Defensive analysis: DBs vs Oregon

That's what I'm talking about! The good guys come out on top 51-42 against No. 8 Oregon in a huge win for the Stanford football team. Oregon comes off of a huge win against USC, only to get smacked in the mouth by a more physical Stanford team. We are now bowl eligible and still in the hunt for the Pac-10 title...

Oregon's spread option offense creates a unique problem for defenses which, coupled with the right personnel, is practically impossible to stop. Hats off to the Stanford defense for slowing down Oregon's explosive offense enough to allow us to hang on to this victory. Let me tell you, this is not an easy task. Oregon is one of only two schools that I never beat in my five years playing here at Stanford. As you can imagine, I was very happy to see our boys come out on top this week.

The key to slowing down this offense is discipline. The front seven must control their gaps and not allow all the option fakes and motion going on in the backfield to distract them from doing so. The back four must have great eyes and not give up the big play. Corners are responsible for containing the ball so Oregon's fast skill players can not get outside the defense and race to a long gain. The safeties might have the toughest job against a team like Oregon, because they have to deal with a lot of misdirection, play fakes, screens,and deep passes.

Oregon thrives on quick scores off big plays. To beat a team like this, a defense must eliminate the big play, force the offense to drive the field, and create turnovers. Stanford did not completely eliminate the big play, but was successful enough to get us the W. Now let's look at how our DBs faired in the game.

Stanford DBs: CB #9 Richard Sherman, CB #27 Johnson Bademosi, SS #26 Delano Howell, FS #22 Bo McNally, nickelback #3 Michael Thomas

First quarter

On the first play from scrimmage, cornerback Richard Sherman makes a nice play tackling #23 Jeff Maehl for no gain on a quick pass. This shows progress, our corners have had trouble this year reacting to the quick pass from "off" coverage. On this play, Sherman was off the line of scrimmage about eight yards and was still able to read the QB and close in on Maehl and make a sure tackle for no gain.

On the next play, the front seven do a fantastic job of holding their gaps and stringing the run to the outside. Senior FS Bo McNally read the play perfectly and is there to make the tackle on Oregon RB LaMichael James for a one yard gain.

Then, on third down, Oregon QB Jeremiah Masoli fires incomplete and Oregon is forced to punt. Three and out! Stanford leads 3-0 and will keep good field position for the next drive.

After a Toby Gerhart score, Oregon starts their next series with a 20-yard gain from WR Jamere Holland on speed sweep around the outside. Stanford's strong safety Delano Howell, has got to keep contain and force this ball back to his teammates who are running hard to the ball. Howell is in his first year on the defensive side of the ball, and he will learn quickly that against a team like Oregon we cannot let the ball get outside of our defense.

A few plays later, Oregon's RB busts through the middle for a 60-yard touchdown run. On this particular play, it looks like Stanford LB/FB Owen Marecic and DT Sione Fua are both in the same gap. This leaves an open hole for James and a clear path to an untouched TD. In all fairness to Sione Fua, he was completely mugged by an Oregon offensive lineman, being held and pulled by the facemask while trying to fight back and close the open gap. Now where are the safeties? McNally and Howell were both occupied by bubble screen looks on the outside. This is what makes Oregon so hard to defend against. They spread the field so far, and take the safeties out of the middle so one missed tackle or blown assignment creates a 60 yard touchdown. Stanford still leads 10-7.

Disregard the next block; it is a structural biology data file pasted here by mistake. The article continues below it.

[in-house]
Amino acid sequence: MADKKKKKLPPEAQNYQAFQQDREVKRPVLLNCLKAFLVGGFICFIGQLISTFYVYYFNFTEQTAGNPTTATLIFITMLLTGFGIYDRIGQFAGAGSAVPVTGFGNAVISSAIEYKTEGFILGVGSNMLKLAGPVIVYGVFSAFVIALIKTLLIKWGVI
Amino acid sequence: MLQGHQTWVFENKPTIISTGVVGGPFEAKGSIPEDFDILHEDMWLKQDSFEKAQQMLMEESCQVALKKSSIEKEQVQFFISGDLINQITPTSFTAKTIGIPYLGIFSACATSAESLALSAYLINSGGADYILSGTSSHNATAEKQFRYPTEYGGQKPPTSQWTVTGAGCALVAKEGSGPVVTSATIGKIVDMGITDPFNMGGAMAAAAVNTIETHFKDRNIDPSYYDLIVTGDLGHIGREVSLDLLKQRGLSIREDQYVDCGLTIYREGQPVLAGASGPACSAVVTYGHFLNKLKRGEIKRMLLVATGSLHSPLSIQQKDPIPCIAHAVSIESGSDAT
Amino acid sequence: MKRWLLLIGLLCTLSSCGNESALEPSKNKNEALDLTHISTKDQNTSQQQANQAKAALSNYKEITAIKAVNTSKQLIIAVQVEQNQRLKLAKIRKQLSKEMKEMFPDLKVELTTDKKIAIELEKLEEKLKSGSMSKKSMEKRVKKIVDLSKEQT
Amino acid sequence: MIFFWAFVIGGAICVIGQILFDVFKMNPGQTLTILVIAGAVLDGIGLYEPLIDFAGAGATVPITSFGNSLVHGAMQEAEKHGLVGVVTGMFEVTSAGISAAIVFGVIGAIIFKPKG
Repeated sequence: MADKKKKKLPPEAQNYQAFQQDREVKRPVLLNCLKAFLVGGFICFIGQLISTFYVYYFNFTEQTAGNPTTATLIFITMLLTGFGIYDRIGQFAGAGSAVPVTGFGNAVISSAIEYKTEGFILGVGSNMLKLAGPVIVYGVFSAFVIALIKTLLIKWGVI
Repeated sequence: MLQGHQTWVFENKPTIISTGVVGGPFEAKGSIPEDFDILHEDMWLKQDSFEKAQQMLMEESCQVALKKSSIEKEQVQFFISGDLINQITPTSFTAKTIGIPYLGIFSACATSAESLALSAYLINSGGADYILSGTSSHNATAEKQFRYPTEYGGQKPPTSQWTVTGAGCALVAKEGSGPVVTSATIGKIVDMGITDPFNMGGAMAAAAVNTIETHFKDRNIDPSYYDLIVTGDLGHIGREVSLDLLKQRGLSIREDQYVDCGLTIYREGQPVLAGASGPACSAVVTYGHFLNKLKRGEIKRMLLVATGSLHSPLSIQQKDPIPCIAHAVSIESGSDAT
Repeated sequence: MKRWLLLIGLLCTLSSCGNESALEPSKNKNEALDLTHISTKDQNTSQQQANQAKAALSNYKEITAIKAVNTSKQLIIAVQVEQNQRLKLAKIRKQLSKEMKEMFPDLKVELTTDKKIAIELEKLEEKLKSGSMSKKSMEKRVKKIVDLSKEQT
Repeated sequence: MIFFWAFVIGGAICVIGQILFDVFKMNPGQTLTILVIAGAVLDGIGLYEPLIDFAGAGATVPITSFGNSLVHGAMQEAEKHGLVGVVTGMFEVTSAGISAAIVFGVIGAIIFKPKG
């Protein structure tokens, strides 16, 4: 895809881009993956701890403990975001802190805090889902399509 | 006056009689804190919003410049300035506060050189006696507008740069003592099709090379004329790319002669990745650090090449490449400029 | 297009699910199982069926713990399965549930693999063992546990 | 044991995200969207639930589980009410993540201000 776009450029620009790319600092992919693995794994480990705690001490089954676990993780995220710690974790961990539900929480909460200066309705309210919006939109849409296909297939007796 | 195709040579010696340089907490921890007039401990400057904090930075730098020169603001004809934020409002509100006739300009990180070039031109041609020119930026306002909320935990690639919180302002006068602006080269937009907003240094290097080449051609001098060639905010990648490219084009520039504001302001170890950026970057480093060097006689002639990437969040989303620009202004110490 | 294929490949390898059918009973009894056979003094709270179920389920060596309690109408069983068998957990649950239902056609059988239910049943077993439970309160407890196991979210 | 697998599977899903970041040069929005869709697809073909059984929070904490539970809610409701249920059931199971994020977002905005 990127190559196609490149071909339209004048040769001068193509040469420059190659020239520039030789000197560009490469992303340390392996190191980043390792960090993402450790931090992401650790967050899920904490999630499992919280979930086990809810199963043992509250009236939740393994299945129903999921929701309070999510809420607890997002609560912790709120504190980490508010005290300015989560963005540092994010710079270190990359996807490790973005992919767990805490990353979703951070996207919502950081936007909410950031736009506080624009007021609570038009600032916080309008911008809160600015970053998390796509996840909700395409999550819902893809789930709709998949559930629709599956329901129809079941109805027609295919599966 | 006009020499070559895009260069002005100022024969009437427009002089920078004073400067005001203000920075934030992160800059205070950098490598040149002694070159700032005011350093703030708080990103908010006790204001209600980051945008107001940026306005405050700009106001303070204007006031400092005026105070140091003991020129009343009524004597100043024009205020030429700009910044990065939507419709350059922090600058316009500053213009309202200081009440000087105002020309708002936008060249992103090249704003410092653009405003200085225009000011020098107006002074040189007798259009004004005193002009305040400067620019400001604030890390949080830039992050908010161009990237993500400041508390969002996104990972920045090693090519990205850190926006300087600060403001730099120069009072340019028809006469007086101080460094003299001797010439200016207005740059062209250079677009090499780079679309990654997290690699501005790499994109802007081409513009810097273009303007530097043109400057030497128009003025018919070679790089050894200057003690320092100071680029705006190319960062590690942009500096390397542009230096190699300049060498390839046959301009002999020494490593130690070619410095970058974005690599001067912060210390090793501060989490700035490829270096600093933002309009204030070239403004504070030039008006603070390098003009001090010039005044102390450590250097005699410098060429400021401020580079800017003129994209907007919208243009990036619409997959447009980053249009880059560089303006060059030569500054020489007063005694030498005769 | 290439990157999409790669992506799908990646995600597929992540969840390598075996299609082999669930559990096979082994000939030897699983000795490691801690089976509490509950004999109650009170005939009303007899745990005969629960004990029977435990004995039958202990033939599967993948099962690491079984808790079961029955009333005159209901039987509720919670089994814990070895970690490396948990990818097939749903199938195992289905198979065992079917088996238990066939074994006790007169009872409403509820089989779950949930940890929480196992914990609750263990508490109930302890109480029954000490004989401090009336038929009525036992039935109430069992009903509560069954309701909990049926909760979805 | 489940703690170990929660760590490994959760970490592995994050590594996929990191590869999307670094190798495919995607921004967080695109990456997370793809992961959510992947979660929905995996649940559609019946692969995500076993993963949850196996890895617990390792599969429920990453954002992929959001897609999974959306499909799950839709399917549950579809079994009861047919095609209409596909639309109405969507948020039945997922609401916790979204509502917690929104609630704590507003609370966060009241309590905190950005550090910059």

On Oregon's next possession they start the drive with another speed sweep around the outside. This time McNally is there to force the ball back inside, and Oregon picks up a modest six-yard gain. This is a prime example of a senior leader being disciplined and preventing a long run by doing his job, which is to contain the football. Oregon picks up one first down before being forced to punt after an incomplete pass on third and six. Stanford leads 17-7.

Second quarter

Oregon's first drive of the second quarter starts off with a short pass from Masoli to WR Lavasier Tuinei for five yards. Bo McNally is there to make the tackle. These short passes do not hurt us against a team like Oregon.

On the next play, Masoli scampers for a 25-yard gain off of the read option. These are the kind of big plays that Oregon thrives off and our defense must prevent.

Then, just as the Oregon offense seems to be hitting its stride, senior cornerback Kris Evans comes up with an outstanding tackle, strip, and fumble recovery! This is exactly what we needed. This is an incredible effort by Evans, as he flat out takes the ball from Oregon TE Ed Dickinson. If we can make Oregon drive the field, we can capitalize on their mistakes and create turnovers.

Sudden change! The Stanford defense is back on the field after RB Toby Gerhart fumbles the ball right back to the Oregon offense.

On the first play, Oregon goes up top for a 29-yard touchdown pass from Masoli to Maehl. This is exactly what a quick strike offense like Oregon's wants to do after a turnover. They want to go deep and take advantage of the momentum swing with a quick TD. These are things that the younger players will learn through more game experience. You learn, through film study and game experience, when teams like to take a shot. This was an excellent call by Oregon's offensive coordinator. It is hard to tell exactly what happened on this play because of the TV coverage. It looks like Oregon's play action pass, basically their version of the bootleg, got our safeties confused and allowed #23 Maehl to get behind the defense for an easy TD and another big play for the Oregon offense. Stanford leads 24-14.

After Stanford FB Owen Marecic scores another touchdown for the Card, Oregon starts its next series with a play action pass that is nearly picked off by #22 Bo McNally. On this play Bo shows his football instincts by cutting in front of Oregon WR Jeff Maehl and coming very close to an INT. I love the diving effort Bo makes here, attempting to make an incredible interception; however, he has to be careful because Maehl almost catches this pass after it glances off of Bo's diving hands. As the rule goes: if you take it, you make it, meaning if you take the chance you better make the play, or it's going to be a TD.